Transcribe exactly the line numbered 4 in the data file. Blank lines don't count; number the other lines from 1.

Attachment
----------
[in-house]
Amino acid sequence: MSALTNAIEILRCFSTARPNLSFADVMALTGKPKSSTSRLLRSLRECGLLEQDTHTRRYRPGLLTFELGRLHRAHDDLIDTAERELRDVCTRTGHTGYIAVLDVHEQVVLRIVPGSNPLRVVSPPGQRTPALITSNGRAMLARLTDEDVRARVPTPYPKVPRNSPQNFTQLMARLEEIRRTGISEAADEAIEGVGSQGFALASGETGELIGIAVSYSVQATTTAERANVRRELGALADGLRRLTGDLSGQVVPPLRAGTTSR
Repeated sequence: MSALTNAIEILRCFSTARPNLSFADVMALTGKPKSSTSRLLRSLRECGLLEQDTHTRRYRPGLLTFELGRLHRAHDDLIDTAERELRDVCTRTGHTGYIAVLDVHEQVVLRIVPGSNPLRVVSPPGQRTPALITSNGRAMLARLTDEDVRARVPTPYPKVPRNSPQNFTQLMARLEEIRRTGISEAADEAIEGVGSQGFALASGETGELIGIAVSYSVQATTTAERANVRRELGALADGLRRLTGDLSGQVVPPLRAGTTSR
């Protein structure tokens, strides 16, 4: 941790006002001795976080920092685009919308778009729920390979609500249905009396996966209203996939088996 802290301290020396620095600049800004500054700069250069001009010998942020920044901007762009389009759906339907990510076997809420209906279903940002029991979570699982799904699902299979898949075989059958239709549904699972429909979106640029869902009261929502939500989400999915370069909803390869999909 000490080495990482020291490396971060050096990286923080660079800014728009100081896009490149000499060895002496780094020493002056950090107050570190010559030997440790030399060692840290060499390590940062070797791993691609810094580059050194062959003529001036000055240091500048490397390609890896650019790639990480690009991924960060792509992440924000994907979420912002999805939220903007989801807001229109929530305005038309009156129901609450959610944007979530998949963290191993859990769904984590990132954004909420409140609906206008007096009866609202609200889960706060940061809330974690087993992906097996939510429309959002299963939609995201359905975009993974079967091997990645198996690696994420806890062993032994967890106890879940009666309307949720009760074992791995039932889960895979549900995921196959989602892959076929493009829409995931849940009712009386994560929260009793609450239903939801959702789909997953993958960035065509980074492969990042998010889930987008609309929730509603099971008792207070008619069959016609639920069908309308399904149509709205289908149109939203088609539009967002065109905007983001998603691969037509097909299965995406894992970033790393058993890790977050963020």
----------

């Protein structure tokens, strides 16, 4: 941790006002001795976080920092685009919308778009729920390979609500249905009396996966209203996939088996 802290301290020396620095600049800004500054700069250069001009010998942020920044901007762009389009759906339907990510076997809420209906279903940002029991979570699982799904699902299979898949075989059958239709549904699972429909979106640029869902009261929502939500989400999915370069909803390869999909 000490080495990482020291490396971060050096990286923080660079800014728009100081896009490149000499060895002496780094020493002056950090107050570190010559030997440790030399060692840290060499390590940062070797791993691609810094580059050194062959003529001036000055240091500048490397390609890896650019790639990480690009991924960060792509992440924000994907979420912002999805939220903007989801807001229109929530305005038309009156129901609450959610944007979530998949963290191993859990769904984590990132954004909420409140609906206008007096009866609202609200889960706060940061809330974690087993992906097996939510429309959002299963939609995201359905975009993974079967091997990645198996690696994420806890062993032994967890106890879940009666309307949720009760074992791995039932889960895979549900995921196959989602892959076929493009829409995931849940009712009386994560929260009793609450239903939801959702789909997953993958960035065509980074492969990042998010889930987008609309929730509603099971008792207070008619069959016609639920069908309308399904149509709205289908149109939203088609539009967002065109905007983001998603691969037509097909299965995406894992970033790393058993890790977050963020």